IOPD has supported the organization of a UCLG consultation session towards the Second International Forum on Intermediary Cities.
UCLG is organizing the Second World Forum of Intermediary Cities on 4-8 October 2021, hosted by Kütahya.This Forum will be an opportunity to bring forward the challenges that the Intermediary Cities have faced during the pandemic and the key principles, recommendations and common solutions that can commonly help building a green and resilient recovery, while drawing together the lines of the new era post-COVID. The preparation process includes a series of consultations. The first of these sessions took place on April 30 on the Human Capital of Resilience, focusing on "Reinventing Local Democracy".
In words of the UCLG Secretary General Emilia Saiz: "We have come to realise the deeper transformations that we need, and the importance of the concept of proximity and community engagement, for transformation of governance systems and renewal of democracy, transformation in relationship with the planet and the way we relate to the world and some of the complex emergencies we need to manage."
On local democracy renewal
Democracies are suffering a crisis due to increasing levels of polarization, misinformation, mistrust towards politicians and institutions. All this is aggravated by the pandemic, where authoritarian and recentralizing temptations have re-emerged. Local democracy should not fall victim to conditions of the pandemic. The local level provides a meaningful platform to address many of these issues: to renew trust in institutions, cohesion at the community level and co-creation between residents and their representatives.
Intervention of the Mayor of Valongo José Manuel Ribeiro
About the theme, one of the ideals of democratic political systems is citizen participation, the idea of participation over time and in a different context. There is an urgent need to think and rethink our assumptions on representation and the role of citizens. In today's society, it's a priority to address growing disengagement from democracy. To understand what motivates dissatisfied citizens, it's necessary to bring public administration closer to the citizens, either by proximity networks and investing in full citizenship, peace resilience, on empowerment of our citizens to participate without depending on others. Particular emphasis should be devoted to addressing the needs of the youth, women, migrant residents and residents at risk of vulnerability, who tend to participate less in the political process. To understand problems, successes, to be the best allies of good local governments. Participatory planning is also a way to rethink policies and to face challenges with a bottom-up approach.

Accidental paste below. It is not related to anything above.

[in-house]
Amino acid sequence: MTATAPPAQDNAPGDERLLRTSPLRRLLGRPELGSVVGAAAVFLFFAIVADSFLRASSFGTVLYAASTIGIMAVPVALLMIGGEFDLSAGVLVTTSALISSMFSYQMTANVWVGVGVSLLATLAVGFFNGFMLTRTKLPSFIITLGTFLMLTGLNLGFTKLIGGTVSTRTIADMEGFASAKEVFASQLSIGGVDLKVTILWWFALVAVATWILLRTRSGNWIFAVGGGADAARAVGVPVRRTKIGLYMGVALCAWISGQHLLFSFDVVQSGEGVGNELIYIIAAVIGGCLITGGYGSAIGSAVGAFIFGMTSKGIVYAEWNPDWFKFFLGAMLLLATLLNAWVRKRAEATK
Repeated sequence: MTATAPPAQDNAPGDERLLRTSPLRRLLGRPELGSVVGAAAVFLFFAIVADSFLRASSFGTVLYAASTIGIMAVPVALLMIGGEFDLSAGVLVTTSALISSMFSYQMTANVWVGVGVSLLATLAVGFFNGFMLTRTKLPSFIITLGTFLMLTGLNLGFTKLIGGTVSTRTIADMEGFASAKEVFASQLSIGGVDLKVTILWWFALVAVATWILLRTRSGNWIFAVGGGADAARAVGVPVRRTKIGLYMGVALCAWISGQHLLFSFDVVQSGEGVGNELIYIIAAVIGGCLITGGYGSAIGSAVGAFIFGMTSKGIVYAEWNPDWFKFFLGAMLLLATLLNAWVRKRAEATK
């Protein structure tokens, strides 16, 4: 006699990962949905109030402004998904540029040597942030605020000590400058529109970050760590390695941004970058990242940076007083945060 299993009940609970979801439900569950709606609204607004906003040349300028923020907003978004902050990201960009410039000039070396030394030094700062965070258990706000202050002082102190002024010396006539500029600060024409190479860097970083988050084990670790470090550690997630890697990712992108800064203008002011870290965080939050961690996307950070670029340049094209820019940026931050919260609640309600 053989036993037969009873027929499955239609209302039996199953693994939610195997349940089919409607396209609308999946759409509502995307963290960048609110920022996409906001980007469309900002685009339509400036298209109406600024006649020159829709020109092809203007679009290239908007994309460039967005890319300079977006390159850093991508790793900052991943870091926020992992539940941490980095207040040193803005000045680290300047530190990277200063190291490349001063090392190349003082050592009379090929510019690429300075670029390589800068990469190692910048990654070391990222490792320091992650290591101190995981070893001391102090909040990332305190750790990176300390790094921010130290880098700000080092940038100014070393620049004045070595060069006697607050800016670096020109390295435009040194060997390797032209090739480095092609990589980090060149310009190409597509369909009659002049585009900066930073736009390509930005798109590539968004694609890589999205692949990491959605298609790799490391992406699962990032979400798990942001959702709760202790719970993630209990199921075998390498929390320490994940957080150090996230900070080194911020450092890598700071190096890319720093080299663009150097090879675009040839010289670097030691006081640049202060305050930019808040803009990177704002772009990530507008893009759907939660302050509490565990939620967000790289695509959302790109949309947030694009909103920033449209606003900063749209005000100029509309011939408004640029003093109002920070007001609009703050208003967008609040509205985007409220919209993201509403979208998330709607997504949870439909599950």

Open the way to participation, it is a way to legitimize systems. We need to treat our citizens as "super" citizens, that are autonomous and allies to governance. Municipalities must work as a democratic school and anti-corruption and openness must also serve to rebuild trust and confidence. This is the best way to promote a renewed social contract from the local level, based on accessible institutions and an inclusive notion of citizenship.
Local elected officials are temporarily responsible for, but not owners of the process. Democracy is a popular concept, but believing in democracy is not enough, we need to care for it every day, with words but with strong actions.
In order to reinvent democracy, we must include youth and put gender equality at the centre of the deliberation and decision process. Finally, we must advocate to ensure that national legislation does not block the democratic innovation initiatives launched by many local governments.